I’ve made several posts in recent months here about sea surface temperatures in the Atlantic and Gulf, since their importance has been cited by many forecasters with respect to the high-frequency predictions made for this year’s hurricane season.
However, the latest weekly sea-temperature update shows that warm anomalies, at least for now, are unimpressive. Most of the tropical and sub-tropical Atlantic, as well as much of the Gulf, show sea surface temperatures running close to normal, with some areas slightly above and others slightly below. Over the majority of the waters, anomalies are generally small. A larger warm anomaly (+2 degrees) is noted in the northern Gulf along the U.S. coast.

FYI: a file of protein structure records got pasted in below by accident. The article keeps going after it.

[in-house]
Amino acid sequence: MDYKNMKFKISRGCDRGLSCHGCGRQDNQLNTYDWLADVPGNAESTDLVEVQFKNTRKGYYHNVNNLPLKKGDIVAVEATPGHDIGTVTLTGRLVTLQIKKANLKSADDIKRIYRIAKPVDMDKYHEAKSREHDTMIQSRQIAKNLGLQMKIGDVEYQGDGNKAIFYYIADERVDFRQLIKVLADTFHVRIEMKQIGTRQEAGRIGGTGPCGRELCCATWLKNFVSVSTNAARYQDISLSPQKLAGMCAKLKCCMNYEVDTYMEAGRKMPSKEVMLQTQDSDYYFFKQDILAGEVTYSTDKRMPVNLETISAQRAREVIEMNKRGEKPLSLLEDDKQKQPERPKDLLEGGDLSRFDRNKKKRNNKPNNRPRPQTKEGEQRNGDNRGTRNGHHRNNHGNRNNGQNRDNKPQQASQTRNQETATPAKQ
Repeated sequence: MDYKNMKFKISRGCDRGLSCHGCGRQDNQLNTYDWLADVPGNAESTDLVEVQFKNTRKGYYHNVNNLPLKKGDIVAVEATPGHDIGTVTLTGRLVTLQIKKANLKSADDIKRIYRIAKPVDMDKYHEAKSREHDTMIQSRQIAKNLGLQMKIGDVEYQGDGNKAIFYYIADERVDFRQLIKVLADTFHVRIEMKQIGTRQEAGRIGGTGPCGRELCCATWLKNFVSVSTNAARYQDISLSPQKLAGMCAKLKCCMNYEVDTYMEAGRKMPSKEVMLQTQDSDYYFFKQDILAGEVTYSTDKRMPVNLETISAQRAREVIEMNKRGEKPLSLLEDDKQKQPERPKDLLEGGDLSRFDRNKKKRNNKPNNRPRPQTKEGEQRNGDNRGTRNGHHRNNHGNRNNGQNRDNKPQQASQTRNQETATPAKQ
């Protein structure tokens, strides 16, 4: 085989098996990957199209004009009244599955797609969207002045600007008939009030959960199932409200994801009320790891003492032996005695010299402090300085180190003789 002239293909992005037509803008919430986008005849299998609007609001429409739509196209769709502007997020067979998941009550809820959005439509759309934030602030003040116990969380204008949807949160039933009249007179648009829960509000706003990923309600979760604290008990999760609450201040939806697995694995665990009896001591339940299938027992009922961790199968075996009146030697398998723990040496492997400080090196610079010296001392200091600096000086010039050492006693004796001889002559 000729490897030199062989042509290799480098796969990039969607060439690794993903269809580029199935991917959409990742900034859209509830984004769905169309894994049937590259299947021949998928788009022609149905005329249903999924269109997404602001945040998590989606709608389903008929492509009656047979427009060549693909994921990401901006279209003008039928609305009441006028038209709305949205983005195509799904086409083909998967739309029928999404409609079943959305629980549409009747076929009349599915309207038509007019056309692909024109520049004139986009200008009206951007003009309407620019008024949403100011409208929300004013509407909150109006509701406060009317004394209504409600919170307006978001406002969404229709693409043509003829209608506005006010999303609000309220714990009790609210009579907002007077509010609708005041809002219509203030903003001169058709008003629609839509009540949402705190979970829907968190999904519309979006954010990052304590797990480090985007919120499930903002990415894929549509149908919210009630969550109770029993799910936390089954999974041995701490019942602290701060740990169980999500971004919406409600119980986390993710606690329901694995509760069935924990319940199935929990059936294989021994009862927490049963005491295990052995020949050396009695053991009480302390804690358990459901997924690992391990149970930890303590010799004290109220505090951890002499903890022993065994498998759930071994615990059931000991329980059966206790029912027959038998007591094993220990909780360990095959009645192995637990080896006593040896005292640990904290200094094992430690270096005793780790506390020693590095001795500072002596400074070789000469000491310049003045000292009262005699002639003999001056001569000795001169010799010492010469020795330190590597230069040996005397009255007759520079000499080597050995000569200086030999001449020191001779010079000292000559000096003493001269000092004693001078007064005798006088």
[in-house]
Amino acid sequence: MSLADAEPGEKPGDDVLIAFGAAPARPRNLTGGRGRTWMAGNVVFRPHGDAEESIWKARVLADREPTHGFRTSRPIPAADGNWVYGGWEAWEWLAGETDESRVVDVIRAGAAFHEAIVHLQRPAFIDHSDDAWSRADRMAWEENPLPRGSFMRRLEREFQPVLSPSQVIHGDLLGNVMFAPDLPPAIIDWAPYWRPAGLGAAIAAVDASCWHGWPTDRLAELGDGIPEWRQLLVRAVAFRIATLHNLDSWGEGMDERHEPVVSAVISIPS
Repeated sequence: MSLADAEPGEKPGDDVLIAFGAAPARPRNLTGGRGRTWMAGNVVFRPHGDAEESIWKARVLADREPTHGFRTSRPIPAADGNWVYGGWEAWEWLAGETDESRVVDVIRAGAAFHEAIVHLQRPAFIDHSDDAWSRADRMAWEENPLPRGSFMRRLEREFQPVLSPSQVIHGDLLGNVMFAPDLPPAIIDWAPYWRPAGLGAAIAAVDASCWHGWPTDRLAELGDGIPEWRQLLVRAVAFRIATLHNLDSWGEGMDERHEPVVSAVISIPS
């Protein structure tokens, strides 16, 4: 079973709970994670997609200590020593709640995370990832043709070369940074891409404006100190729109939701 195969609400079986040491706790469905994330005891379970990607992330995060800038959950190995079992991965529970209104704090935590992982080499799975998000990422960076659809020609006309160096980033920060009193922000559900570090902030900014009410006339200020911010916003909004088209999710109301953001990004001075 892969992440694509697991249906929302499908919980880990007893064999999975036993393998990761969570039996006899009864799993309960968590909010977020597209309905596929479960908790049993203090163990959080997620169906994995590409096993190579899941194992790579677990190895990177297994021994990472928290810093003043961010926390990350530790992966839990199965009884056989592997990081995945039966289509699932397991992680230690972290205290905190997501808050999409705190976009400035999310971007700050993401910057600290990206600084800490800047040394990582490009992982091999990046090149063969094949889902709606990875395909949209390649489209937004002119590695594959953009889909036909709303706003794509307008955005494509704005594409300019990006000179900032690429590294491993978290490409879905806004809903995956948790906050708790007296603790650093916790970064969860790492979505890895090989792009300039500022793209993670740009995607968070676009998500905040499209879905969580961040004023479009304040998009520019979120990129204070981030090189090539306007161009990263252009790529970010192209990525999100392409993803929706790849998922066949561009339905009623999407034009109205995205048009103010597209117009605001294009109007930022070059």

The “extreme-season” predictions made by NOAA and other notable forecasting sources, despite being down-graded a bit a week or so ago, still call for a very active season ahead. Those forecasts again cite unusually warm sea surface temperatures as a contributing factor.
We’ll see how things shake out in the coming weeks, but it is appearing less likely that extreme warmth of the ocean surface waters, now apparently diminishing, will be as important as originally thought.